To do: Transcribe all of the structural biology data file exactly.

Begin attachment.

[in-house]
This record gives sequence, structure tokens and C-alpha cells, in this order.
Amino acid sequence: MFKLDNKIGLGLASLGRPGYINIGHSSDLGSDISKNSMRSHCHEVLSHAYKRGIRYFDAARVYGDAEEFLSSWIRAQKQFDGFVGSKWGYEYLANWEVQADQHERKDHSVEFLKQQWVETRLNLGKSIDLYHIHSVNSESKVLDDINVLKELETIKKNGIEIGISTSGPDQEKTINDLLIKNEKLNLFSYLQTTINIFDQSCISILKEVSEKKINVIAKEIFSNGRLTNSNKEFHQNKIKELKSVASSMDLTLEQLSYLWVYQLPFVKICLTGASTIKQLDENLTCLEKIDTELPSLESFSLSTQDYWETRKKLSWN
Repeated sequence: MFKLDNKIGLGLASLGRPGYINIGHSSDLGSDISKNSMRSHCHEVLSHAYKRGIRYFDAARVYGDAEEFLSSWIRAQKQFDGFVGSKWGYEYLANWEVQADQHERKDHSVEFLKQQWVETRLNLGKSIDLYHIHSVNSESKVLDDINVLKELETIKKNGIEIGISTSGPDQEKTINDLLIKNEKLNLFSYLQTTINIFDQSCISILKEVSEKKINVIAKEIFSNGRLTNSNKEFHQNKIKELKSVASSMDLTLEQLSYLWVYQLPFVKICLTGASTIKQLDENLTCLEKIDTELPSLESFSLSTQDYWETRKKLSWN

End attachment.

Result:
[in-house]
This record gives sequence, structure tokens and C-alpha cells, in this order.
Amino acid sequence: MFKLDNKIGLGLASLGRPGYINIGHSSDLGSDISKNSMRSHCHEVLSHAYKRGIRYFDAARVYGDAEEFLSSWIRAQKQFDGFVGSKWGYEYLANWEVQADQHERKDHSVEFLKQQWVETRLNLGKSIDLYHIHSVNSESKVLDDINVLKELETIKKNGIEIGISTSGPDQEKTINDLLIKNEKLNLFSYLQTTINIFDQSCISILKEVSEKKINVIAKEIFSNGRLTNSNKEFHQNKIKELKSVASSMDLTLEQLSYLWVYQLPFVKICLTGASTIKQLDENLTCLEKIDTELPSLESFSLSTQDYWETRKKLSWN
Repeated sequence: MFKLDNKIGLGLASLGRPGYINIGHSSDLGSDISKNSMRSHCHEVLSHAYKRGIRYFDAARVYGDAEEFLSSWIRAQKQFDGFVGSKWGYEYLANWEVQADQHERKDHSVEFLKQQWVETRLNLGKSIDLYHIHSVNSESKVLDDINVLKELETIKKNGIEIGISTSGPDQEKTINDLLIKNEKLNLFSYLQTTINIFDQSCISILKEVSEKKINVIAKEIFSNGRLTNSNKEFHQNKIKELKSVASSMDLTLEQLSYLWVYQLPFVKICLTGASTIKQLDENLTCLEKIDTELPSLESFSLSTQDYWETRKKLSWN